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Elections. Have. Consequences.

Written by Arlinda McKeen March 9, 2016

Tirana, Albania, 1996 – After spending a couple of months in Albania 20 years ago, one lesson was very clear: the language in that country only had a word for “politics.” There was no word for “policy.” This was a challenge for us. 

That lesson was underscored through additional work in Bulgaria, Poland, Ukraine, Georgia (the country), and Armenia. Visitors to SPPG from Slovakia, Croatia, Lithuania, Bulgaria, Poland, and elsewhere confirmed the same situation.

SPPG’s work typically involved helping groups from nations emerging from strong authoritarian rule to understand public policy, and that coming together with like-minded individuals or organizations could help shape public policy. Not so easy when the very concept of public policy didn’t exist!

And very hard to explain and show public policy is relevant in their lives.

A bit about Albania. Not to go too deep, right after World War II, a group of communists worked quickly to drive others out and isolate the area from the rest of the world. In December 1945, an election was held where 92% of the electorate voted, and 92% of them voted for the Democratic Front movement, which promptly ended the monarchy and created the People’s Republic of Albania.

Enter Anver Hoxha. He was top leader in the communist party, continued the isolation of the Republic, ensured his continued leadership through many thousands of political executions, and harshly ruled the country for 40 years. For a time, Hoxha entertained positive relations with China, but that came to an end when China hosted Richard Nixon in the early 1970s, which signaled China as too liberal and tied to the West. Hoxha died in 1985. Soon after that, there were rumblings of change, and in 1990 the government, still communist, did open the borders so Albanians were allowed to travel outside the country for the first time since WWII. An election in 1991 retained communists in power, but widespread unrest led to a coalition that included non-communists. 

So… Elections. Have. Consequences.

Using the Trendy. Punctuation. For. Effect, doesn’t really do justice to the importance of that short statement.

Enter SPPG. We arrived early in 1995 to a country that did not have public policy! Just recently, citizens had been allowed to have cars and drive. (And, the drivers did not have much experience.) Hoxha was reviled. Hotels across the country were the old five-story communist hotels, and in significant disrepair. There were a couple of new hotels, one Italian and one Austrian. We stayed at the Italian one. Electrical service was sporadic. Over the 50 years the borders were closed and religion was abolished, the two primary religions became intermingled when marriages linked families of Greek Orthodox faith with Muslim faith. This was a surprise to many, and they were just beginning to sort that out.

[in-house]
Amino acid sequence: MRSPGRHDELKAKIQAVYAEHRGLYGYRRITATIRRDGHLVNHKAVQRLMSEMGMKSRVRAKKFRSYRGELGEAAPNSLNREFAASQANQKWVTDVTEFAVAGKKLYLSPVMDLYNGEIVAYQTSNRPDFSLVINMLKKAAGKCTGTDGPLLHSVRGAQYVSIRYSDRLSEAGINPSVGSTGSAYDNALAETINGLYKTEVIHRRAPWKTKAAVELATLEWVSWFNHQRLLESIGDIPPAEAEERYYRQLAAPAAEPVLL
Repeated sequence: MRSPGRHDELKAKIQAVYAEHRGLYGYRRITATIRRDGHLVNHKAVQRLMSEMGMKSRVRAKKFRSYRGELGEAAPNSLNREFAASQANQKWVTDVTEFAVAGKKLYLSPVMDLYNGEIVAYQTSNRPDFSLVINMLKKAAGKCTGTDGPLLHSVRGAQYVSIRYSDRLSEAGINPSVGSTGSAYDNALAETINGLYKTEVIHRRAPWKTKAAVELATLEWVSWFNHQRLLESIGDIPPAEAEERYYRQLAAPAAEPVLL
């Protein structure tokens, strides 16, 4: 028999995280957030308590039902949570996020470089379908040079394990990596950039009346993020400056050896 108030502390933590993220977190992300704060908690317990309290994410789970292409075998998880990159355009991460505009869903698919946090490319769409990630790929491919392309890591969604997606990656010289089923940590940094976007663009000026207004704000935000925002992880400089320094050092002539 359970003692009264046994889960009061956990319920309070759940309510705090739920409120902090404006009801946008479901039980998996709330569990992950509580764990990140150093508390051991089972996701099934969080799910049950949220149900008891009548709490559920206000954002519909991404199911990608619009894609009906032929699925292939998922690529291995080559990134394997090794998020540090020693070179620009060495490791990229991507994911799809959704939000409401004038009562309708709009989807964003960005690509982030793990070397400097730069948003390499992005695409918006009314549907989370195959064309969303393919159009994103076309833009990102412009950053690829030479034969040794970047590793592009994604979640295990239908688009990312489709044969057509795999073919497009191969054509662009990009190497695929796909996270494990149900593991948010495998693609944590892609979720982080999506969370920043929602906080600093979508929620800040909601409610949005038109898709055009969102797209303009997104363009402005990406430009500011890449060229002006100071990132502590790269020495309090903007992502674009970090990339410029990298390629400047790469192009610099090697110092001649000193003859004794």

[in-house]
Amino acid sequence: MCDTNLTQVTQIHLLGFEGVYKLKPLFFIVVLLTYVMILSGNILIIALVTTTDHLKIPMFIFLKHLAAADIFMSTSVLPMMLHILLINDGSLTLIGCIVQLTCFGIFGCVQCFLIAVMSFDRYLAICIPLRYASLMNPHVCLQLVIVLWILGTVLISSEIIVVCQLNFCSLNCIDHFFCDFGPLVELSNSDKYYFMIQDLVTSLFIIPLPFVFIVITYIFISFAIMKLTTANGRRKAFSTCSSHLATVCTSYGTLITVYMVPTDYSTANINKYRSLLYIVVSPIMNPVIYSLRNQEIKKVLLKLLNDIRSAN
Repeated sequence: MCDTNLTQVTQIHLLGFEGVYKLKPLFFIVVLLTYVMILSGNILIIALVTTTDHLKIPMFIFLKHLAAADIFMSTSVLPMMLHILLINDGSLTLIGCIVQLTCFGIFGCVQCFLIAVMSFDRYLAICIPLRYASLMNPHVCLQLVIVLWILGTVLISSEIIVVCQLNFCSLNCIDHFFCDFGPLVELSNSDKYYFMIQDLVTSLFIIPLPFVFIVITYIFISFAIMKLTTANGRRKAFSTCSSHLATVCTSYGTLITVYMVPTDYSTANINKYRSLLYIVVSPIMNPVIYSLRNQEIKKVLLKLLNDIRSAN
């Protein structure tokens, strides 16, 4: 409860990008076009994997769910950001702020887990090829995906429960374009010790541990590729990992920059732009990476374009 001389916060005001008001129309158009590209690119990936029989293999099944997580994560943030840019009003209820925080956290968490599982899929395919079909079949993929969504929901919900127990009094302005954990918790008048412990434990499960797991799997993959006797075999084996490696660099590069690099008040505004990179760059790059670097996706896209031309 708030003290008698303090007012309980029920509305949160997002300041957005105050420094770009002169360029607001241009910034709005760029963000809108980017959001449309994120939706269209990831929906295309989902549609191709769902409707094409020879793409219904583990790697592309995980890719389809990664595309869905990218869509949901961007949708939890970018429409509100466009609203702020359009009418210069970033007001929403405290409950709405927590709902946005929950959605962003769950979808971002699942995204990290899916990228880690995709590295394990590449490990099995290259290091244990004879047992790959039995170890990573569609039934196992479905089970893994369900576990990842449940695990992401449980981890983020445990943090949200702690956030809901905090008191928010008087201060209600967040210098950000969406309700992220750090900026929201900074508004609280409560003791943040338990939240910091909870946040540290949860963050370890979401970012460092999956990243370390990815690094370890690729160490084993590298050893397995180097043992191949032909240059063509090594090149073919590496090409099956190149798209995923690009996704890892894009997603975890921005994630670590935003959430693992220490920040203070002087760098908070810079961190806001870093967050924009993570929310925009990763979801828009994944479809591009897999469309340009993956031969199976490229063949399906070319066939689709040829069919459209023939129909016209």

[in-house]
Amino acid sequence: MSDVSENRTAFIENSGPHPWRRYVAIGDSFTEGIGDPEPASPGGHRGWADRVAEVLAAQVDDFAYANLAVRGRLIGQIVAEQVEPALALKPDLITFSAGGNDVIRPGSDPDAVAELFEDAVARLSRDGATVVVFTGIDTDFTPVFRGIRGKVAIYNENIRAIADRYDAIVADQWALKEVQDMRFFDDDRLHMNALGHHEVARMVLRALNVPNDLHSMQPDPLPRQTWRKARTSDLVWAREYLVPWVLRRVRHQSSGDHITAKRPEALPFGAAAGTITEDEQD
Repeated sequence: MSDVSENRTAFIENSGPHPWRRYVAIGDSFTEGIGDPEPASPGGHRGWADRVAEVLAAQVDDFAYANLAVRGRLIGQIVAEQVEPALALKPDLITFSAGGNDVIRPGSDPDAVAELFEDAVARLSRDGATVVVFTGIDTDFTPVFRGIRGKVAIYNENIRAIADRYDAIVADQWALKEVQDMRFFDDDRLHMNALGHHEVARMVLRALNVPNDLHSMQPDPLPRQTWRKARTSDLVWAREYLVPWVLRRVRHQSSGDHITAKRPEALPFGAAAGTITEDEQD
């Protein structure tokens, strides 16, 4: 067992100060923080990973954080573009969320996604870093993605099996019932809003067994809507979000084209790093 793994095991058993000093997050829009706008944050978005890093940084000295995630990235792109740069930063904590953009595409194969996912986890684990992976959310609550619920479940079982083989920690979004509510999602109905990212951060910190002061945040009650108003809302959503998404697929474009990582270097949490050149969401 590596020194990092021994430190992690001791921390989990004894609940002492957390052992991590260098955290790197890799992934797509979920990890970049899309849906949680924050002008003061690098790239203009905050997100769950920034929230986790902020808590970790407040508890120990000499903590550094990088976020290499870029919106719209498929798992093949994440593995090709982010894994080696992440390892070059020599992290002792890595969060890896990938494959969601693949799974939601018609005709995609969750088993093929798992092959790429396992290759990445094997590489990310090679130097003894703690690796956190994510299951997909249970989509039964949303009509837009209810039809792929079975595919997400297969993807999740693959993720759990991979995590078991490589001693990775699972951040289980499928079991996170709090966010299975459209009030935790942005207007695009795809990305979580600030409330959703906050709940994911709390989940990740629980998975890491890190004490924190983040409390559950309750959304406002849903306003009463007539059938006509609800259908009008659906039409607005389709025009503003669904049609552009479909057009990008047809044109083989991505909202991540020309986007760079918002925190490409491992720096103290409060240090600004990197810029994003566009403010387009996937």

There was no understanding of how an economy works. Private business was emerging in the form of bakers, rugmakers, and “beverage” distillers – and they were struggling. They had yet to learn that they needed to price their products based on what it cost them to produce them, plus a little profit. That was an odd idea.

The micro-entrepreneurs we worked with were astounded at some of the concepts we introduced, especially as we explained how public policy systems are supposed to work:

  • There are elections.

  • The people elect their leaders who are expected to listen to them.

  • The people have access to their elected leaders to voice their needs and tell them how they think problems could be solved.

  • If you can come together and agree on your requests, there is a louder voice to those elected leaders. (AKA associations – another alien concept)

  • Elected leaders may disagree with each other – they are from different parties. Sometimes about 23 different parties.

  • They talk, shout, bicker, debate, maybe even listen to some of those associations. That is good politics.

  • They know they need to do something….and they COMPROMISE! That is good policy.

  • Good politics makes good policy.

That message plus showing them United States policy systems based on good politics leading to good policy was the central theme in our many sessions in Albania, Bulgaria, Ukraine, and elsewhere. And they learned and began to embrace those principles that healthy discussion leads to bringing the best of both (or all) sides to a middle ground.

Des Moines, Iowa, USA, 2016 – Election year. School boards, city councils, boards of supervisors, state legislature, Members of Congress, US Senate, President and Vice President, and many more – such as soil conservation commission.

Which elected officials and which bodies of government should we bring our visiting international group to for good examples of how our policy systems work?



VOTE in every election.

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